Investing in the right tools to maintain high-quality data standards opens the way for sustainable success. However, no tool is a silver bullet solution to poor data quality, and picking the right tools depends on business requirements and data quality objectives.

    Examples of Data Quality Monitoring tools

    1. ClicData: – ClicData is a cloud-based platform that combines data management and analytics tools in which you can cleanse, standardize, combine and enhance your datasets. 
    2. Talend Data Quality: – Talend Data Quality offers a comprehensive set of tools to profile, clean, and mask data, ensuring accuracy and consistency across data sources.
    3. Informatica Data Quality: – Informatica provides powerful data quality tools that help organizations cleanse, standardize, and enrich their data.
    4. Ataccama ONE: – Ataccama ONE combines data quality, governance, and master data management into a single platform, offering automated data profiling and cleansing.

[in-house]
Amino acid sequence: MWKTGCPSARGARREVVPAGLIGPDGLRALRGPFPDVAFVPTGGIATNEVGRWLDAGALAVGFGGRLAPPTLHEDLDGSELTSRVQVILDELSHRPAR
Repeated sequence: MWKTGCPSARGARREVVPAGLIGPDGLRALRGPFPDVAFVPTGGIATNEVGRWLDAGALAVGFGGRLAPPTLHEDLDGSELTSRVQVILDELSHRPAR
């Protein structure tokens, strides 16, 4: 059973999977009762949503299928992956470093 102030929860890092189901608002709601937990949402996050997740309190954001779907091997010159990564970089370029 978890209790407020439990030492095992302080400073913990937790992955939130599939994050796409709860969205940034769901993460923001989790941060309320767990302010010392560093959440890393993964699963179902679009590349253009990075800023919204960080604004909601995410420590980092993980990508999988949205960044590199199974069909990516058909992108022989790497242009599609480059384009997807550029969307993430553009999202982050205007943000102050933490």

5. Trifacta: – Trifacta provides data wrangling solutions that help users prepare, cleanse, and transform raw data into structured formats suitable for analysis.
    6. DataFlux: – DataFlux, part of SAS, offers data quality tools that help organizations improve data accuracy and consistency through data profiling, cleansing, and matching.
    7. DQ Global: – DQ Global specializes in data quality management solutions that help organizations cleanse, match, and deduplicate their data.
    8. Talend Trust Assure: – Talend Trust Assure is another tool from Talend that focuses on ensuring data integrity and quality through comprehensive monitoring and validation.
    9. Precisely Trillium: – Precisely Trillium provides robust data quality solutions that include data profiling, cleansing, enrichment, and monitoring.